bio-inspired architectures are very relevant today
The CMOS industry is facing a number of hurdles to continue improving processors in terms of size,
performance and dissipation. While the number of transistors keeps increasing, since 2005, their frequency is stalling due to the
extremely large thermal dissipation. In order to keep on increasing performances, computer architects have introduced parallelism
in their systems via multi/many-core architectures. Nevertheless other technical complications will have to be solved such as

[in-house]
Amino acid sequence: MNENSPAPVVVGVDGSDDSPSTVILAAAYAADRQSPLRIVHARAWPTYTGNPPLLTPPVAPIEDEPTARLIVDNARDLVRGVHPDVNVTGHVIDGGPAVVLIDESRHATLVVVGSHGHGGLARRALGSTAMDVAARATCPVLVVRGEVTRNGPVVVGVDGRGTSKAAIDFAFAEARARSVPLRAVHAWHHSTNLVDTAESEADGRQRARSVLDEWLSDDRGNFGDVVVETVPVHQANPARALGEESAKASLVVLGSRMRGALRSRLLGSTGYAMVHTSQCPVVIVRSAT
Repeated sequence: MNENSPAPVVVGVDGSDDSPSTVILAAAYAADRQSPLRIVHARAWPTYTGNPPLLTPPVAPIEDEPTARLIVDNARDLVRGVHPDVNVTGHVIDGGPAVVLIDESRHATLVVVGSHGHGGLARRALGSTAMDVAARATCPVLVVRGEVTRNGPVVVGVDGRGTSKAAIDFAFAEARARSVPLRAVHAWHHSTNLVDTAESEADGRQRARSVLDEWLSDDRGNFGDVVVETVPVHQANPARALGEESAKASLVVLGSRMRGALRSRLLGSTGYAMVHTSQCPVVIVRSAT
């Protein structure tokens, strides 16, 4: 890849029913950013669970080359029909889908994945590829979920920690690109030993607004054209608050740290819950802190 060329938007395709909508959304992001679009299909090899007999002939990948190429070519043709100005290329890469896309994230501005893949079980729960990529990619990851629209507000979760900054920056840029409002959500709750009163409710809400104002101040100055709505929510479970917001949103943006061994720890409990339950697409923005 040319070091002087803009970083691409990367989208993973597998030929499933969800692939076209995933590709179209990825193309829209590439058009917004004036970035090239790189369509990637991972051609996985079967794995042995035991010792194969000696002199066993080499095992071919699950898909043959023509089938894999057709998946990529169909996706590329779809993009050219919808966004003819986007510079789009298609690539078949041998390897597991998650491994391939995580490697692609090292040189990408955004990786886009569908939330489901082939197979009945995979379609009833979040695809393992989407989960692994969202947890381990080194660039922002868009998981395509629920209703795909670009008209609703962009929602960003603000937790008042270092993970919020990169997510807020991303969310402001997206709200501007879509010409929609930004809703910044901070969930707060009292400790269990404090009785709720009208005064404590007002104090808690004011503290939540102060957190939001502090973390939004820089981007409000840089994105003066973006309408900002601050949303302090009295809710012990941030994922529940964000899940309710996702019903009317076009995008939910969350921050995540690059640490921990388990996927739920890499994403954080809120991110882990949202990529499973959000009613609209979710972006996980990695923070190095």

and the increasing number of defective components due to their shrinking dimensions.
In this context, bio-inspired computing architectures are seen by
as a pertinent solution to complement classical processors
Indeed, bio-inspired architectures are massively parallel, large scale, and highly interconnected. This confers them extremely
interesting qualities such as speed, low energy consumption and high tolerance to component defects and variability. The best example
is our our brain, which can interpret complex scenes in fractions of seconds, demands only a few meals a day (less than 10 MJ, to be compared to
105 MJ for a supercomputer) and manages to compute despite the fact that we lose about 104 neurons a day.